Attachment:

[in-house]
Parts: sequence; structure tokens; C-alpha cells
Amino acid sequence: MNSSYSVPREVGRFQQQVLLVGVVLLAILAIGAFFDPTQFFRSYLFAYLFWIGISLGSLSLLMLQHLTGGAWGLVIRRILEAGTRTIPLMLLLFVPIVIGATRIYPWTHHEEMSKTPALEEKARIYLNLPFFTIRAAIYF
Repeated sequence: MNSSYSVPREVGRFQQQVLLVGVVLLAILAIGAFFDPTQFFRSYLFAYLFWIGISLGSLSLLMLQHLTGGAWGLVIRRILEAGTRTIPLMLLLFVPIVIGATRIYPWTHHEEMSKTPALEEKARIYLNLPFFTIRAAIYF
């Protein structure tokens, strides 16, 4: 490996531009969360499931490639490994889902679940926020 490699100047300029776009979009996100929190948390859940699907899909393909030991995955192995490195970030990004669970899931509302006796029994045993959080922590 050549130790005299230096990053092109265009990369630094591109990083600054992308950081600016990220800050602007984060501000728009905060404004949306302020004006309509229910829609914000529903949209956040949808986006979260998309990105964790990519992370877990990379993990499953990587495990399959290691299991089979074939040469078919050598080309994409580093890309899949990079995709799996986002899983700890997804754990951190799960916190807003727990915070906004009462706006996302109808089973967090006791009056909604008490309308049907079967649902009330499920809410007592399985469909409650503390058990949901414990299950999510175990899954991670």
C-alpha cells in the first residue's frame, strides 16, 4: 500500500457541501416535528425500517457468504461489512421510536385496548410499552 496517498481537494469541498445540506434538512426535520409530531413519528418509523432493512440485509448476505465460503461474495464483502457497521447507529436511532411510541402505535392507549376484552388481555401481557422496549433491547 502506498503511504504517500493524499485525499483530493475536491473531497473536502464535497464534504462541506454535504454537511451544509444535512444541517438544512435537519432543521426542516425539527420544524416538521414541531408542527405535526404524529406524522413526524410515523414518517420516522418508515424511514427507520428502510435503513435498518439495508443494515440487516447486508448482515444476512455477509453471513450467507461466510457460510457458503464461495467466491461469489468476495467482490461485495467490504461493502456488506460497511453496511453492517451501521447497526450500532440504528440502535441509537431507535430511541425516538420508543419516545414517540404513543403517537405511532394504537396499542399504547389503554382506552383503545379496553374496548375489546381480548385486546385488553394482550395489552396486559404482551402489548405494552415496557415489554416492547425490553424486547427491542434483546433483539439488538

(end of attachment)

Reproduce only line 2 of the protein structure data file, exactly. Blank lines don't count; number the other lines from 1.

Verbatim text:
Parts: sequence; structure tokens; C-alpha cells